WHO recommends alternative therapy for global elimination of lymphatic filariasis

The World Health Organization (WHO) has recently issued a new guideline document for the treatment of lymphatic filariasis.

Background Information:

Lymphatic filariasis, commonly known as elephantiasis, is a neglected tropical disease. Infection occurs when filarial parasites are transmitted to humans through mosquitoes. Infection is usually acquired in childhood causing hidden damage to the lymphatic system.

The painful and profoundly disfiguring visible manifestations of the disease, lymphoedema, elephantiasis and scrotal swelling occur later in life and can lead to permanent disability. These patients are not only physically disabled, but suffer mental, social and financial losses contributing to stigma and poverty.

Key Messages:

856 million people in 52 countries worldwide remain threatened by lymphatic filariasis (LF) and require preventive chemotherapy to stop the spread of this parasitic infection.

In 2000 over 120 million people were infected, with about 40 million disfigured and incapacitated by the disease.

Lymphatic filariasis can be eliminated by stopping the spread of infection through preventive chemotherapy with safe medicine combinations, repeated annually for at least 5 years. 6.7 billion treatments have been delivered to stop the spread of infection since 2000.

499 million people no longer require preventive chemotherapy due to successful implementation of WHO strategies.

A basic, recommended package of care can alleviate suffering and prevent further disability among persons living with disease caused by lymphatic filariasis.

Elimination of lymphatic filariasis is possible by stopping the spread of the infection through preventive chemotherapy. The WHO recommended preventive chemotherapy strategy for LF elimination is mass drug administration (MDA).

MDA involves a combined dose of 2 medicines given annually to an entire at-risk population in the following way: albendazole (400 mg) together with either ivermectin (150-200 mcg/kg) or with diethylcarbamazine citrate (DEC) (6 mg/kg).

Existing MDA guidelines 2017-11-13 05_02_42-cover_guideline_lf.indd

Why the new Guideline?

The target for global elimination of lymphatic filariasis is 2020. Although MDA has been successful in reducing the burden of disease,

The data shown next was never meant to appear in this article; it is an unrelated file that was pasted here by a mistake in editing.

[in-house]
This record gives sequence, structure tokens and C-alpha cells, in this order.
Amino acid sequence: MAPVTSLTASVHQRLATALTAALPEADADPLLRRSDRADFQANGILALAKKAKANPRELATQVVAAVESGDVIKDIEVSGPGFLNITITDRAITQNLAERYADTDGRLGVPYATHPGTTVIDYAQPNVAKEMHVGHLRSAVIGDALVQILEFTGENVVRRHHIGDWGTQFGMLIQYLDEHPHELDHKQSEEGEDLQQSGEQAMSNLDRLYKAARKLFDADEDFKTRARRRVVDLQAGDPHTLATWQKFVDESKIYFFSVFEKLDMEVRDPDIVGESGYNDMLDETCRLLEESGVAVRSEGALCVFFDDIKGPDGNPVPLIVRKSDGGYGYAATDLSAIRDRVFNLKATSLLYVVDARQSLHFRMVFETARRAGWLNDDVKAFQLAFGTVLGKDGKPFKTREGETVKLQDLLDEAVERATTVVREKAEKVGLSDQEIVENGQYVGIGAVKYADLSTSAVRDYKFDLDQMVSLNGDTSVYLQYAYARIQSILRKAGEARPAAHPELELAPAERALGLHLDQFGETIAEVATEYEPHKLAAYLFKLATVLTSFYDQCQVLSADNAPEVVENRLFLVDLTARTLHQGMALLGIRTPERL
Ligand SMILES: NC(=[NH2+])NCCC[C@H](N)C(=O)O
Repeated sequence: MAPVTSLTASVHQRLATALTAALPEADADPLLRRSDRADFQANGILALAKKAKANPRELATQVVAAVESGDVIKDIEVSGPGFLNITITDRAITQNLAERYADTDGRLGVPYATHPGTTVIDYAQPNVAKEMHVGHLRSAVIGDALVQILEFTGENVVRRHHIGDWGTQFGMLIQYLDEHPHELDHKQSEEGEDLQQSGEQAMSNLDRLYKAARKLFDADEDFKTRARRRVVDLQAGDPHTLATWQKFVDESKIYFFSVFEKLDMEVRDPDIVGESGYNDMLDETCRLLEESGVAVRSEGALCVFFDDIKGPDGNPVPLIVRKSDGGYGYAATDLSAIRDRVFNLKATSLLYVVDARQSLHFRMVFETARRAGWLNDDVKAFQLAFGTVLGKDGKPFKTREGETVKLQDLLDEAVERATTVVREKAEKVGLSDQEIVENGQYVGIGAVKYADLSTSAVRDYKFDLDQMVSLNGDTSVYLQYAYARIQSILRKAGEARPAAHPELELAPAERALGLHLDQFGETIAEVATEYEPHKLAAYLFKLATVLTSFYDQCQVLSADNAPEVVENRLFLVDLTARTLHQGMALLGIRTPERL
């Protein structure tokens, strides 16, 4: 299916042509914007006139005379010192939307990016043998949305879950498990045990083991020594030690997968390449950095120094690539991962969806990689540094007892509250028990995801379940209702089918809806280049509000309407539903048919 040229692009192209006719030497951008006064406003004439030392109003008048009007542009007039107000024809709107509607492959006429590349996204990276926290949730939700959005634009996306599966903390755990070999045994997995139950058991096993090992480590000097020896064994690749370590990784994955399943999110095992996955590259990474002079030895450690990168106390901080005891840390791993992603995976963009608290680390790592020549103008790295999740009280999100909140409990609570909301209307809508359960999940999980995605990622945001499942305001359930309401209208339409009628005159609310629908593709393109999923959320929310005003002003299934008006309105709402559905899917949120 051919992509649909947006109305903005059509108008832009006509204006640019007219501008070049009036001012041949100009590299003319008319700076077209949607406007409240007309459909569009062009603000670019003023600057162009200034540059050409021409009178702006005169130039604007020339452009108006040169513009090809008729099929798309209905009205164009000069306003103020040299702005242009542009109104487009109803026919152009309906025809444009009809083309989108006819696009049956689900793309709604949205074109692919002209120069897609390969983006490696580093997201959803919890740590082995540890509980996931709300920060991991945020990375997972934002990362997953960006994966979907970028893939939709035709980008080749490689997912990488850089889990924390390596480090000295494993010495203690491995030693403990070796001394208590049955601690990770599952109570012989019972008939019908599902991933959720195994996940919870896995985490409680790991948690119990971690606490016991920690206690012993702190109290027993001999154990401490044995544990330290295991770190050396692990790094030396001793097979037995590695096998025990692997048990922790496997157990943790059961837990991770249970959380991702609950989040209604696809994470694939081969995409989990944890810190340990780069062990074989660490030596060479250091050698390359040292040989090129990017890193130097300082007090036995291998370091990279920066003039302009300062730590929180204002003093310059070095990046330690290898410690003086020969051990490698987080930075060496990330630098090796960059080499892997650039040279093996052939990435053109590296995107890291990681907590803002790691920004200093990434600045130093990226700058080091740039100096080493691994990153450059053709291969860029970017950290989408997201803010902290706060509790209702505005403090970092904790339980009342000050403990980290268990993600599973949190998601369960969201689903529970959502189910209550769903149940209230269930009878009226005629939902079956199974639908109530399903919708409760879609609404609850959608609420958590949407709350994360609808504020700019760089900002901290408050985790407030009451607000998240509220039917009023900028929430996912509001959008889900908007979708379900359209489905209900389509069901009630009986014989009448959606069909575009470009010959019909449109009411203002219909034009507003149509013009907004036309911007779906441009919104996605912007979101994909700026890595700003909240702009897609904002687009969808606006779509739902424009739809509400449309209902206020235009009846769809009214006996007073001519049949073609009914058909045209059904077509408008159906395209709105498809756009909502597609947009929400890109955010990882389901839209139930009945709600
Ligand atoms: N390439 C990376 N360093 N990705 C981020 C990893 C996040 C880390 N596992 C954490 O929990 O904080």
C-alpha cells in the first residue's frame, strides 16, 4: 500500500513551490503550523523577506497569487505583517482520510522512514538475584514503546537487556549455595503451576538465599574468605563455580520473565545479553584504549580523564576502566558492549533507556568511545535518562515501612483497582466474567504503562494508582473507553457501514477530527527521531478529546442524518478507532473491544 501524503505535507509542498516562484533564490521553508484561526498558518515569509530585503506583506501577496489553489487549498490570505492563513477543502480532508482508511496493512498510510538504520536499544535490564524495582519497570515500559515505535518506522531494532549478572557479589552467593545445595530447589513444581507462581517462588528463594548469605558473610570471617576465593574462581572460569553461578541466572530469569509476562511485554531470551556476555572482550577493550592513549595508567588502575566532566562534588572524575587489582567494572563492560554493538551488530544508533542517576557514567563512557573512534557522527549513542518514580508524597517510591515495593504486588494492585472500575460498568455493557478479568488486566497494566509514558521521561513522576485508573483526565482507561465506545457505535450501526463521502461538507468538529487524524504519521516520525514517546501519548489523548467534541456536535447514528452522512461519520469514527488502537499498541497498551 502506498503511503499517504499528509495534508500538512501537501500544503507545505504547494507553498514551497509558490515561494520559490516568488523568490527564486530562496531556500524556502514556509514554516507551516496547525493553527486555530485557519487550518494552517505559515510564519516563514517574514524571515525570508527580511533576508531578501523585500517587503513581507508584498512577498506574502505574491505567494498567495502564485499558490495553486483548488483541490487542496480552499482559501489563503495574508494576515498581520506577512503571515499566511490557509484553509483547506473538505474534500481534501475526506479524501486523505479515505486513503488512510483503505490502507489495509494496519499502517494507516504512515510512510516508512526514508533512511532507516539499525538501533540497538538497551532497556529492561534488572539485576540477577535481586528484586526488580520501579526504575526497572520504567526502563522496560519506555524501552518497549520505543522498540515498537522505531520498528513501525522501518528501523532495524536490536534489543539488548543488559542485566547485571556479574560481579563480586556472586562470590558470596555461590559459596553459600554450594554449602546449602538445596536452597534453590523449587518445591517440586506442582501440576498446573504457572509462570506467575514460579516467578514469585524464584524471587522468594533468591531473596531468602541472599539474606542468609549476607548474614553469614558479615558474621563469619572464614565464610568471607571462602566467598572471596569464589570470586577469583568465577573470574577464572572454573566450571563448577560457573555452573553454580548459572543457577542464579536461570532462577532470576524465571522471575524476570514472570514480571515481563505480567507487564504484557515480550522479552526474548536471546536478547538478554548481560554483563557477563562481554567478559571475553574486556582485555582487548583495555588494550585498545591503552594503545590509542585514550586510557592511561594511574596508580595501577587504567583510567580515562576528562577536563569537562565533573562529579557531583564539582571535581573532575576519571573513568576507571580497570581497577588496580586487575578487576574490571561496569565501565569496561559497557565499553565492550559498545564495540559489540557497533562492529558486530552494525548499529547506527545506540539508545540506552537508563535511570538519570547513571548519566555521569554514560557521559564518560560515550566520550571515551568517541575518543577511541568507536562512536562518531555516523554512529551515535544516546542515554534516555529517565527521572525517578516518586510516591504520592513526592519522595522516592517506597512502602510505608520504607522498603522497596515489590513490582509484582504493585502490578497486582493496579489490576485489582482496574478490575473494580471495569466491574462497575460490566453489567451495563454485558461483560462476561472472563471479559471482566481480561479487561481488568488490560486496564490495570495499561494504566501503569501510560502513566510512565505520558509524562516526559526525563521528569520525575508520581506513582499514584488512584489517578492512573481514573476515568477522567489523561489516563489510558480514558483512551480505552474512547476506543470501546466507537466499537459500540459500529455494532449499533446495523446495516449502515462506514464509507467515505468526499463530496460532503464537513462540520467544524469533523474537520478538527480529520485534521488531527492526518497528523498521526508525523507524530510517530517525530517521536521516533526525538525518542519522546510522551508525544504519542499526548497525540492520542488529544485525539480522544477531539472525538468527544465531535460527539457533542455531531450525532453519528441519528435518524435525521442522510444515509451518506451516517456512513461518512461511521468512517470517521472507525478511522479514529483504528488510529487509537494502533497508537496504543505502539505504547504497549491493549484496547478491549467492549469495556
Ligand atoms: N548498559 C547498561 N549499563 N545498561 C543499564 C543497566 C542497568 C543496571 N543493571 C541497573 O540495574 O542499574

• 22 of 52 (42%) countries remain endemic and require MDA but have not started MDA in all of their endemic implementation units [IUs]. Because at least five effective MDA rounds are needed, achieving the elimination target in these countries by 2020 is unlikely.
  • Additionally, countries with IUs that have already achieved five effective MDA rounds are grappling with assessment results that reveal suboptimal responses to current MDA regimens.

Given the current status of Global Programme to Eliminate Lymphatic Filariasis (GPELF) countries, achieving global elimination of LF by 2020 is no longer technically feasible using the existing regimens.

The new guideline is specific to LF MDA, and does not address other public health interventions for LF.

The new guideline:

The treatment, known as IDA, involves a combination of ivermectin, diethylcarbamazine citrate and albendazole.

2017-11-13 04_41_01-cover_guideline_lf.indd

Useful Links:

Link to the WHO news release:

http://who.int/neglected_diseases/news/WHO_recommends_triple_medicine_therapy_for_LF_elimination/en/

Link to the WHO Guideline document:

http://who.int/lymphatic_filariasis/resources/9789241550161/en/

Link to WHO fact sheet on lymphatic filariasis (updated October 2017):

http://who.int/mediacentre/factsheets/fs102/en/

Link to WHO Global Programme to Eliminate Lymphatic Filariasis Strategic Plan 2010-2020 (English) [PDF]:

http://apps.who.int/iris/bitstream/10665/44473/1/9789241500722_eng.pdf

Advertisements

Leave a Reply

Fill in your details below or click an icon to log in:

WordPress.com Logo

You are commenting using your WordPress.com account. Log Out /  Change )

Google+ photo

You are commenting using your Google+ account. Log Out /  Change )

Twitter picture

You are commenting using your Twitter account. Log Out /  Change )

Facebook photo

You are commenting using your Facebook account. Log Out /  Change )

Connecting to %s

This site uses Akismet to reduce spam. Learn how your comment data is processed.